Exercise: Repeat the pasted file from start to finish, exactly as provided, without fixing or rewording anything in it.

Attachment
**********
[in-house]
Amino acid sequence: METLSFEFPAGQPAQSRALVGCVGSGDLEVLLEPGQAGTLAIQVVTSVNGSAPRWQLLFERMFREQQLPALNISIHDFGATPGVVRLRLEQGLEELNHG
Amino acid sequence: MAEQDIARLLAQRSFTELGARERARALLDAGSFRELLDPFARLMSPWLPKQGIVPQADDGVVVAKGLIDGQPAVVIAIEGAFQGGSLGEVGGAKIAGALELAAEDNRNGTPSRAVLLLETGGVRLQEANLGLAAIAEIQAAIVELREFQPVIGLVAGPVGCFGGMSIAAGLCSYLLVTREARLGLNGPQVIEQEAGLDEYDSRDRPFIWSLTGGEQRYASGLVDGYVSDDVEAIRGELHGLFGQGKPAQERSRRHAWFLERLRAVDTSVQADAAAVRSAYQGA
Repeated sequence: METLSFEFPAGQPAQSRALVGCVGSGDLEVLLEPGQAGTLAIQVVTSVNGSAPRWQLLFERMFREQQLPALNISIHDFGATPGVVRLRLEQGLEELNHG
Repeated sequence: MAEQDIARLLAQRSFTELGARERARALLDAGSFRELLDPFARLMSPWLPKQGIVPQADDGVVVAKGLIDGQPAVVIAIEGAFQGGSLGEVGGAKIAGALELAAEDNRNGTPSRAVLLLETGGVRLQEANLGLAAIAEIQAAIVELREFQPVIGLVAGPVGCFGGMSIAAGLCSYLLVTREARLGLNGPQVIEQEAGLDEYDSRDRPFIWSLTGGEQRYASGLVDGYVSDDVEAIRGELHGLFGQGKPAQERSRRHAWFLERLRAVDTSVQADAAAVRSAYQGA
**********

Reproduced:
[in-house]
Amino acid sequence: METLSFEFPAGQPAQSRALVGCVGSGDLEVLLEPGQAGTLAIQVVTSVNGSAPRWQLLFERMFREQQLPALNISIHDFGATPGVVRLRLEQGLEELNHG
Amino acid sequence: MAEQDIARLLAQRSFTELGARERARALLDAGSFRELLDPFARLMSPWLPKQGIVPQADDGVVVAKGLIDGQPAVVIAIEGAFQGGSLGEVGGAKIAGALELAAEDNRNGTPSRAVLLLETGGVRLQEANLGLAAIAEIQAAIVELREFQPVIGLVAGPVGCFGGMSIAAGLCSYLLVTREARLGLNGPQVIEQEAGLDEYDSRDRPFIWSLTGGEQRYASGLVDGYVSDDVEAIRGELHGLFGQGKPAQERSRRHAWFLERLRAVDTSVQADAAAVRSAYQGA
Repeated sequence: METLSFEFPAGQPAQSRALVGCVGSGDLEVLLEPGQAGTLAIQVVTSVNGSAPRWQLLFERMFREQQLPALNISIHDFGATPGVVRLRLEQGLEELNHG
Repeated sequence: MAEQDIARLLAQRSFTELGARERARALLDAGSFRELLDPFARLMSPWLPKQGIVPQADDGVVVAKGLIDGQPAVVIAIEGAFQGGSLGEVGGAKIAGALELAAEDNRNGTPSRAVLLLETGGVRLQEANLGLAAIAEIQAAIVELREFQPVIGLVAGPVGCFGGMSIAAGLCSYLLVTREARLGLNGPQVIEQEAGLDEYDSRDRPFIWSLTGGEQRYASGLVDGYVSDDVEAIRGELHGLFGQGKPAQERSRRHAWFLERLRAVDTSVQADAAAVRSAYQGA